When he compares the nutrient levels with tissue sampling, it has consistently indicated improved levels. Nutrients were not previously accessible due to being tied up by the soil, and the lack of biology. “We see a more balanced nutrient analysis every year.”

He has seen that the totality of the practices making the soil healthier and it means cost savings in fertilizer and chemical expenses. This in turn helps for an improved bottom line. “We have not applied phosphate to our corn crop the past three years and we are still seeing adequate levels in our tissue samples.”

“We are seeing higher margins each year,” he said, adding that it helps a lot when you are a beginner farmer and trying to establish.

The journey

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Soil health is a long-term journey, Vos says. His advice to producers, regardless of size, is to start small and evaluate results when trying cover crops. Even if a farmer has thousands of acres, he suggests starting with 160 acres, for example, and trying to keep living roots on it all the time between cash crops. Then evaluate the results.

“Cover crops are not a magic wand,” he said. “It takes three to five years to see the benefits. The guys need to take a small percentage and stick to it. I do think the long-term results are absolutely phenomenal.”

Today’s producers have to work with bankers and landlords who are traditionally driven by yield-based results when they pencil out loans and leases. This makes it hard for anyone to start doing something that’s not the norm.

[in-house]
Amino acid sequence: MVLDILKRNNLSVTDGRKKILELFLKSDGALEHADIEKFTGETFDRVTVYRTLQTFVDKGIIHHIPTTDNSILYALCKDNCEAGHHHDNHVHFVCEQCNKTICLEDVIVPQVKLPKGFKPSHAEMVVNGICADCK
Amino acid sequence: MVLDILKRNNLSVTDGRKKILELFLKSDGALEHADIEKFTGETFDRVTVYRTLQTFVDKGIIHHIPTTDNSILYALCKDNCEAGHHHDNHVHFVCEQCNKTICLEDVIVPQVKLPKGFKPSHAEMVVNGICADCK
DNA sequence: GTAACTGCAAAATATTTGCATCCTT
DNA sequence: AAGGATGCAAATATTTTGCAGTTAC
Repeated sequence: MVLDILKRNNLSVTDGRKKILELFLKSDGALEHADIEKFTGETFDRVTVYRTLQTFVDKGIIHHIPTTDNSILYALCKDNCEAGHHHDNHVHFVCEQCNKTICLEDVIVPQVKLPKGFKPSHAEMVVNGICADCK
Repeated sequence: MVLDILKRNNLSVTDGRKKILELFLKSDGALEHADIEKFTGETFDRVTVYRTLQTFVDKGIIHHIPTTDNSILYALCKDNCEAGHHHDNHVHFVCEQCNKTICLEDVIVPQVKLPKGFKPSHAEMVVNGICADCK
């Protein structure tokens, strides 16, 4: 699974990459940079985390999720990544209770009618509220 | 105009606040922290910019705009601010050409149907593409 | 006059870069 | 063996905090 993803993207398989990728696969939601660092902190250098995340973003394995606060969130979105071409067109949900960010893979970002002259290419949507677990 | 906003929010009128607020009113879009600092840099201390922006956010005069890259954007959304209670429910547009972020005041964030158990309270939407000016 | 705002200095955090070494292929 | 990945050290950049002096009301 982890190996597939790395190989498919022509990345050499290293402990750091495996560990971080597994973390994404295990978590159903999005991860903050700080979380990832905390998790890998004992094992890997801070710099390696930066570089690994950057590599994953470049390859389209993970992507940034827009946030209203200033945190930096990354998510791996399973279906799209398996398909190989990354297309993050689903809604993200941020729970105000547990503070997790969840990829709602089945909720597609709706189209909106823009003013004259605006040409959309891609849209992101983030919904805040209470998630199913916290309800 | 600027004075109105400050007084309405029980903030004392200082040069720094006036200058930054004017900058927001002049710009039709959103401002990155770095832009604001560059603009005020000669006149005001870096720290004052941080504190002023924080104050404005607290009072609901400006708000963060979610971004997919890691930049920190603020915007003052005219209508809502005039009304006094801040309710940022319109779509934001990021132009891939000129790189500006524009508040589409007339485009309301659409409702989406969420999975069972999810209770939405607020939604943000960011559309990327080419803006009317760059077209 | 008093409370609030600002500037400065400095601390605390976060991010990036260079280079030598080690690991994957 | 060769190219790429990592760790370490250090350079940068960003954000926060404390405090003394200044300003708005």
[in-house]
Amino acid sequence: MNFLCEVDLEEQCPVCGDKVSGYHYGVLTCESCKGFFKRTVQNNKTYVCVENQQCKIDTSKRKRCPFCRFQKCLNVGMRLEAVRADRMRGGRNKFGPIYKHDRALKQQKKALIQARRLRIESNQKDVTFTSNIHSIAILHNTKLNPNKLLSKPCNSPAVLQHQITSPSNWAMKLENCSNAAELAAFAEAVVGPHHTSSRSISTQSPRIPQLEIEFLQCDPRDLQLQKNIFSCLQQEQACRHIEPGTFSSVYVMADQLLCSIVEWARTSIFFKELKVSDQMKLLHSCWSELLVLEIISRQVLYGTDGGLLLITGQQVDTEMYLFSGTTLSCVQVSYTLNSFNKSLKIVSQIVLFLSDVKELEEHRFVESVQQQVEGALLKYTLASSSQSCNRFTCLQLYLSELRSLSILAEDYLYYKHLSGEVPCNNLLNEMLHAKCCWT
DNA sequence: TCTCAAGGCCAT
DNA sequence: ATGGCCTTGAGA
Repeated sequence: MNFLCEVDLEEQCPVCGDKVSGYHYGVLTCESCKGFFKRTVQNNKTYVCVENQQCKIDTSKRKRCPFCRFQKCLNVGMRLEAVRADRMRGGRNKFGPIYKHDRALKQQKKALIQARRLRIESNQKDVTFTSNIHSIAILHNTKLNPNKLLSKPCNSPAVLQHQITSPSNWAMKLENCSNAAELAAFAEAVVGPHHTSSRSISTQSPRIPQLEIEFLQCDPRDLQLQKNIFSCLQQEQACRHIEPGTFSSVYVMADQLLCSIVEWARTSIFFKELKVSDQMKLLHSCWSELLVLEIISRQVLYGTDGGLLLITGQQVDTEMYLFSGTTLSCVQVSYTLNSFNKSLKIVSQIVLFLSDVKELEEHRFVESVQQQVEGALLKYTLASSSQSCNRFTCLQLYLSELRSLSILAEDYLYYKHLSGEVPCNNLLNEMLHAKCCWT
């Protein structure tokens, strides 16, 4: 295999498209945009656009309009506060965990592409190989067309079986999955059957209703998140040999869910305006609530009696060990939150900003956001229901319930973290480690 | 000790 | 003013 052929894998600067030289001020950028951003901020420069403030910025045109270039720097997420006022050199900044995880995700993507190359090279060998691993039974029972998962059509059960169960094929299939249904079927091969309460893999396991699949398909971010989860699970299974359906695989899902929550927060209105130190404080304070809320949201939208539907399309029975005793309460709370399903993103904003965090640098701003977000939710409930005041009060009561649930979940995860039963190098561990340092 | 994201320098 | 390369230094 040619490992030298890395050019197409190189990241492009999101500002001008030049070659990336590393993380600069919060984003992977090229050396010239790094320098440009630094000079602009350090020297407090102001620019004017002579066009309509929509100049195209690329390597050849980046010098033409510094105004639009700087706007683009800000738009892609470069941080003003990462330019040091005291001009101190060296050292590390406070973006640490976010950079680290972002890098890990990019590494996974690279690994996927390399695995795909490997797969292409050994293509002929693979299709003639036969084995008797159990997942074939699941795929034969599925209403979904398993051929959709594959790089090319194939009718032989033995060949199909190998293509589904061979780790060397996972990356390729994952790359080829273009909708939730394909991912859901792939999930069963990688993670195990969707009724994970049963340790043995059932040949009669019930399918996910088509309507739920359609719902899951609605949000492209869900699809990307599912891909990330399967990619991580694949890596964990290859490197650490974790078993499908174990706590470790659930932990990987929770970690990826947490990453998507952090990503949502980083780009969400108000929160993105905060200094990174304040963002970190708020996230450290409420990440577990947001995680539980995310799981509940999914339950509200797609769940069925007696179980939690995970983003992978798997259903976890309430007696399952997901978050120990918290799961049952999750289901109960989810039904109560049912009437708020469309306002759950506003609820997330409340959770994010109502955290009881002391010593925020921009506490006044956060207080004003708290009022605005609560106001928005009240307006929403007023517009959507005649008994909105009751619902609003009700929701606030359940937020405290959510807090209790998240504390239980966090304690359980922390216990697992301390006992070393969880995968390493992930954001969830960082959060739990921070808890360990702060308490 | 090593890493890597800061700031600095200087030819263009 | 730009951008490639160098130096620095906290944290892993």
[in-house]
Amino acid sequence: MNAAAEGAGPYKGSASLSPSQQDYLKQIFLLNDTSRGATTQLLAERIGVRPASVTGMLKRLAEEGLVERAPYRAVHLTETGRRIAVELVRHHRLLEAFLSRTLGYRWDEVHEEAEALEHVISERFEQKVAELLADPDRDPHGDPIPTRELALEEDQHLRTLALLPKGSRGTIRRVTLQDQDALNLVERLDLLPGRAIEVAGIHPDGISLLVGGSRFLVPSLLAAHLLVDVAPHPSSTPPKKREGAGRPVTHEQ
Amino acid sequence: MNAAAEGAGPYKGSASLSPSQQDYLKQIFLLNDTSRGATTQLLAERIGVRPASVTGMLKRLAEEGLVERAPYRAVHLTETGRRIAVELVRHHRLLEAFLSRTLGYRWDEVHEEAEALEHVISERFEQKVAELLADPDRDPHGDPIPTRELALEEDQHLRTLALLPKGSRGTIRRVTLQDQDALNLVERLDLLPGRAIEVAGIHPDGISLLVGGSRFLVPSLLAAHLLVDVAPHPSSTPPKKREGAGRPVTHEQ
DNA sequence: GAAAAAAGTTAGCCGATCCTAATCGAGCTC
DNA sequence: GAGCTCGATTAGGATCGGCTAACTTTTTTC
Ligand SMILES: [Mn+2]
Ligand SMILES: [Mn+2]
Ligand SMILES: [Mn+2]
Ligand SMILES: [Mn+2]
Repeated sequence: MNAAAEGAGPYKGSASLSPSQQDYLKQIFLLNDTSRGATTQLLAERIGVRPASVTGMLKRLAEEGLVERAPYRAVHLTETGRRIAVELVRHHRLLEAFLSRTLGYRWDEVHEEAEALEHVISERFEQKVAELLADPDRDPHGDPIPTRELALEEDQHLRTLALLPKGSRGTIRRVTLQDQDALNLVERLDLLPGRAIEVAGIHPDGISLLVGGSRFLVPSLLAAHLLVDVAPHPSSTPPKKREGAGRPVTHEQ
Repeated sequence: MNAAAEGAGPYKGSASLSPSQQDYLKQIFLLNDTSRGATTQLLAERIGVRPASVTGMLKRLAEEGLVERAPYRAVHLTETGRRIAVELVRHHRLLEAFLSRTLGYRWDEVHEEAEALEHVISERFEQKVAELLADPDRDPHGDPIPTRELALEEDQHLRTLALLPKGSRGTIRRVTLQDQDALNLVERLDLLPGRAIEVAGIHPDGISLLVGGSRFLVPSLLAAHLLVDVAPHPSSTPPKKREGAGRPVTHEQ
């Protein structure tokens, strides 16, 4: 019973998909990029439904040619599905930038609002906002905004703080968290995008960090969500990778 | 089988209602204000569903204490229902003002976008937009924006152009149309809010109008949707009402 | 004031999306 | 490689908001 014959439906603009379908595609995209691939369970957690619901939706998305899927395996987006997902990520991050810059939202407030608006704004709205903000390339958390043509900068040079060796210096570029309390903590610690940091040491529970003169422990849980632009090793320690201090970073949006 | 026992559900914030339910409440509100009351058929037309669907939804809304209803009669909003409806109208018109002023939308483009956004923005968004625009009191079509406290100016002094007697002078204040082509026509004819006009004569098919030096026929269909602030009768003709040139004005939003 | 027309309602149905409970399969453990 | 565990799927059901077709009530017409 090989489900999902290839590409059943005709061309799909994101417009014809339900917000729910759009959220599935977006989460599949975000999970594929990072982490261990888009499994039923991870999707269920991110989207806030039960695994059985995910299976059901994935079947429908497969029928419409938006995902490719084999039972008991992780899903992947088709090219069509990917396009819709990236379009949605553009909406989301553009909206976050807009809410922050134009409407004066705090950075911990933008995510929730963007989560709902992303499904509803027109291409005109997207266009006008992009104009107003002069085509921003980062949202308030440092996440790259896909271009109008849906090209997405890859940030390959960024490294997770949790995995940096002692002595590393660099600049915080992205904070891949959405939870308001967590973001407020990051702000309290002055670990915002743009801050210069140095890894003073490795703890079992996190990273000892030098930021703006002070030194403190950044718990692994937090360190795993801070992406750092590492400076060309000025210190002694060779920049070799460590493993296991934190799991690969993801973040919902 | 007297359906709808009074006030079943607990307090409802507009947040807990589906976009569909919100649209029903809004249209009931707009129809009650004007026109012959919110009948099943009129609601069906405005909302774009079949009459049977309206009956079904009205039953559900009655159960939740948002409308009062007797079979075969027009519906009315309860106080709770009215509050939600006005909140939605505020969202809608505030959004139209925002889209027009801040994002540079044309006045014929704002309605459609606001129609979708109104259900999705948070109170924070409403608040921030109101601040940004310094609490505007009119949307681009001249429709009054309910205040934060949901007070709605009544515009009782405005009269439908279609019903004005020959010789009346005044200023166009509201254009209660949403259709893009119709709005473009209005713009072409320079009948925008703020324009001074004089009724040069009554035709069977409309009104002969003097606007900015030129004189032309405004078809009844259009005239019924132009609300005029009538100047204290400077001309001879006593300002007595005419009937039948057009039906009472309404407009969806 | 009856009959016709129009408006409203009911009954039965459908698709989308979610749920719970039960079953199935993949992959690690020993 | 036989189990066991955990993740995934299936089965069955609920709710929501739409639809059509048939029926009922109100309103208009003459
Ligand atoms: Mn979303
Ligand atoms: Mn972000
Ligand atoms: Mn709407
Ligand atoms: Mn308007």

Keeping track of results and sharing those with your banker or landlord is important. “If a farmer wants to improve his bottom line and is serious about improving his margins I don’t see why his banker or landlord would oppose the idea of increasing their soil’s ability to produce better crops with less inputs. “

When Vos speaks he also takes a pragmatic approach to his presentations. He believes it is important to share stories of success and be upfront about drawbacks and challenges. He will apply that at the second annual Soil Health U on Jan. 23 to 24, in Salina, Kansas.

“A year ago when the first soil health conference was announced I think there was naturally a lot of skepticism, and even as a presenter, I was not sure what to expect. I was pleasantly surprised with the outcome. I think guys need to get out and learn what is out there,” Vos said. Then they can decide for themselves if it is something they can learn from or not.

His honesty and realistic approach struck a chord with his audience a year ago.

“I remember when I was on a panel and I know I raised a few eyebrows when I told guys if you have to till to get rid of herbicide-resistant weeds you have to do it,” he said. Everyone has to do on his or her operation what works and sometimes that means parking the sprayer and hooking on to a plow.

“It does not mean you give up,” Vos said. “It means you still have a lot to learn on how to do it better.”

While some aspects of soil health programs may seem controversial, he says that all he suggests is that people take time to listen and digest the information.

“I look at soil health like a new year’s resolution. If you try to do everything at once it won’t work. If you pick one thing and you focus on accomplishing it, that is how you gain momentum and get over the finish line without breaking the bank.”

Dave Bergmeier can be reached at 620-227-1822 or [email protected].